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Comment Apps are Craps. (Score 1) 84

Hrrmmm.... Don't care about an "app" -- I just want to be able to go to in a real web browser, and quickly manage my streaming queue AND my DVD/bluray queue -- right now, it's a PITA because when you're looking at the disc detail for a title, it won't tell you whether it's available on streaming, which it did for years, but is gone now.

It's annoying to have to load up two tabs, and do a search for the title on both sites to figure out if I need to order the disc or can watch on streaming, especially since the streaming catalog changes all the time. It also used to tell you right in the disc queue if a title was available on streaming. Also gone.

The disc queue is AWFUL now if you have more than a few dozen titles, it takes forever to load and times out with a browser warning half the time before it paints the whole screen. I guess I could purge out a lot of crap I might never watch, but I shouldn't have to. They should be able to write an interface that can quickly and easily display 400 items in a modern browser. Their old interface (2-3 years ago) handled it just fine, and my queue was much bigger then.

I'd cancel the disc feature, but there are a LOT of titles they only have on disc that I'm not interested in buying or paying amazon five bucks to watch.

I bet that netflix figured that the studios would be on board by now with streaming for back-catalog stuff (like what spotify did for back catalog albums), so that the disc rental service could just go away for everything but new releases, but apparently the studios still aren't ready to do that.

The only bright side is that their disc library is still getting new stuff added to it weekly, though they might be losing older stuff faster than they add new ones.

I wish someone could figure out how to offer a service that has every film and tv show ever produced available (in some format, don't care what) -- I'd gladly pay $50/month or even more if it was good, even if it didn't have new releases.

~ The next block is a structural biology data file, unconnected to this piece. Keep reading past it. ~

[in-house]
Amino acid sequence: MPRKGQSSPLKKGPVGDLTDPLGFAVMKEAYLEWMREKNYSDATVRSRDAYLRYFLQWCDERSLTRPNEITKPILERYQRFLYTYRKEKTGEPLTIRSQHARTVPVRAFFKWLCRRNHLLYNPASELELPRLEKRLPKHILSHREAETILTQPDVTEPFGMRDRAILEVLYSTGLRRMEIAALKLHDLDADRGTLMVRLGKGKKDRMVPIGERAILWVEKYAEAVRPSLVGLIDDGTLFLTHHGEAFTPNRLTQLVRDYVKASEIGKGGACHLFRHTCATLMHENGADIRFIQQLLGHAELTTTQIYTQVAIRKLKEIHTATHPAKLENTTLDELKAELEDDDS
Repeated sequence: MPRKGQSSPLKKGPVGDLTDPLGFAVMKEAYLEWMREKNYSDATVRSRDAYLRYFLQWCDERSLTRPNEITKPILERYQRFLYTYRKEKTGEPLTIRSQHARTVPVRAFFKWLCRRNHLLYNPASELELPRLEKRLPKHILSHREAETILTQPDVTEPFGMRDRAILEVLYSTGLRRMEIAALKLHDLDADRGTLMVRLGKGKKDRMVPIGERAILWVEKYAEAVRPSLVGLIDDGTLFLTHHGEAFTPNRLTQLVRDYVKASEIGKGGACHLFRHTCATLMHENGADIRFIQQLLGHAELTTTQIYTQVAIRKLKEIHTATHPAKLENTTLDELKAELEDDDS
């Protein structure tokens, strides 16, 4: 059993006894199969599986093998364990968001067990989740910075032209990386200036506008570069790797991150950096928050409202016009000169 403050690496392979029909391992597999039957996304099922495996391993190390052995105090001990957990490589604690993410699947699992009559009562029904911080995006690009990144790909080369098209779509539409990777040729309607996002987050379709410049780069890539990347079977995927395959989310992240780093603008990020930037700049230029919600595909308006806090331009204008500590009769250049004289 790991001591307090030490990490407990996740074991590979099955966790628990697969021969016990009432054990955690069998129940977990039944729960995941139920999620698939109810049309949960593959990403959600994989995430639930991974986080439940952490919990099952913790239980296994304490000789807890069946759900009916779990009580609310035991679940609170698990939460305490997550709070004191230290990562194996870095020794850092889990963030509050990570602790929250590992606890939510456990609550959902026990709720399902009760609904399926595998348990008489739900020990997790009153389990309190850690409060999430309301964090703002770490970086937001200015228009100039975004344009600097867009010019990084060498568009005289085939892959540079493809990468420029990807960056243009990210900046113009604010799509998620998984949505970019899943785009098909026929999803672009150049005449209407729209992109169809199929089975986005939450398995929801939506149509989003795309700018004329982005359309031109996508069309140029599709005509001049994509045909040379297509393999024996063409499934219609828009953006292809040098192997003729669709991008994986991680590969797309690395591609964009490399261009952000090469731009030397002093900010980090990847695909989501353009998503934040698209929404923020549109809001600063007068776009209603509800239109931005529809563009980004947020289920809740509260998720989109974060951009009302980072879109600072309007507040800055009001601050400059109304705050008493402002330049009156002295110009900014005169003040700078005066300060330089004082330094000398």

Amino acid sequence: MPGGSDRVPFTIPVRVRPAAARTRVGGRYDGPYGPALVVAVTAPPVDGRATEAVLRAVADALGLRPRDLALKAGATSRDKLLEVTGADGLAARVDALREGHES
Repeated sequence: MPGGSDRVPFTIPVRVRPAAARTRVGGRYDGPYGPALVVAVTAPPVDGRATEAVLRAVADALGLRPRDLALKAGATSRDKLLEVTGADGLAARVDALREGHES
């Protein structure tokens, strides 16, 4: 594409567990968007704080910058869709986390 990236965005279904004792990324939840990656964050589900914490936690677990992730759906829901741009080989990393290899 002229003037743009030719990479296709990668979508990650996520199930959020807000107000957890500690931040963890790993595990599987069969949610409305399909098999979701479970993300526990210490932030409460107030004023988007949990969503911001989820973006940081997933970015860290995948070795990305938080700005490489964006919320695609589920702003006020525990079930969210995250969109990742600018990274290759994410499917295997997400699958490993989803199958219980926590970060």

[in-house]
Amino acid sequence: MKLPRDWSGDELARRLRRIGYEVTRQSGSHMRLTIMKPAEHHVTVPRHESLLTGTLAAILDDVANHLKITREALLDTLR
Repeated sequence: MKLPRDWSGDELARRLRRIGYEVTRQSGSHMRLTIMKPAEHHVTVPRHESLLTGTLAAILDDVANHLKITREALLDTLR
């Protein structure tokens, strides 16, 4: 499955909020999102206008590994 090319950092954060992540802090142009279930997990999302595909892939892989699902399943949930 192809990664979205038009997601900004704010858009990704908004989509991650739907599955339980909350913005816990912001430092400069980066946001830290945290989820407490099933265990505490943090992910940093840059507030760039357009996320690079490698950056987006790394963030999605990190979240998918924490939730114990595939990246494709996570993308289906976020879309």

Comment Becky Chambers (Score 1) 338

Becky Chambers "The Long Way to a Small, Angry Planet" and it's sequel, "Closed & Common Orbit" come to mind. They're sci-fi with good plot and intrigue, but without being overly dark and heavy, as is the case with so much sci-fi and fantasy of late...

Comment Re:Pipeline protests make no sense (Score 1) 203

I was actually referring to this part of the wikipedia article (emphasis mine):

According to a report done by The Associated Press, North Dakota had nearly 300 oil pipeline spills in less than two years, all of which went unreported to the public. According to the report, from January 2012 to September 2013, those pipeline spills were only a part of approximately 750 “oil field incidents” involving over four thousand barrels of oil that were spilled without the public’s knowledge.

I don't know what the accident rate for trains and trucks hauling crude is, but If there were more than 150/year in one region of the country, it might have made the news, though I guess since most of the pipeline spills didn't make the news, maybe the trucks and trains that spilled crude didn't either :(

However, I think a major concern with pipelines is that a single leak can produce a much larger spill than an incident with a truck or even a fully loaded train, and that they have a track record that leaves much to be desired. The fact that many of these leaks (in un-populated places) go unreported demonstrates that the operators realize that there's a problem.

I realize that we still need to get our energy from somewhere, but the crux of this particular issue seems (IMO) to be that water safety and common courtesy are being observed for some (the people of Bismark) but not others (the Standing Rock Sioux). Not to mention that the response by militarized police is unjustified and unwarranted.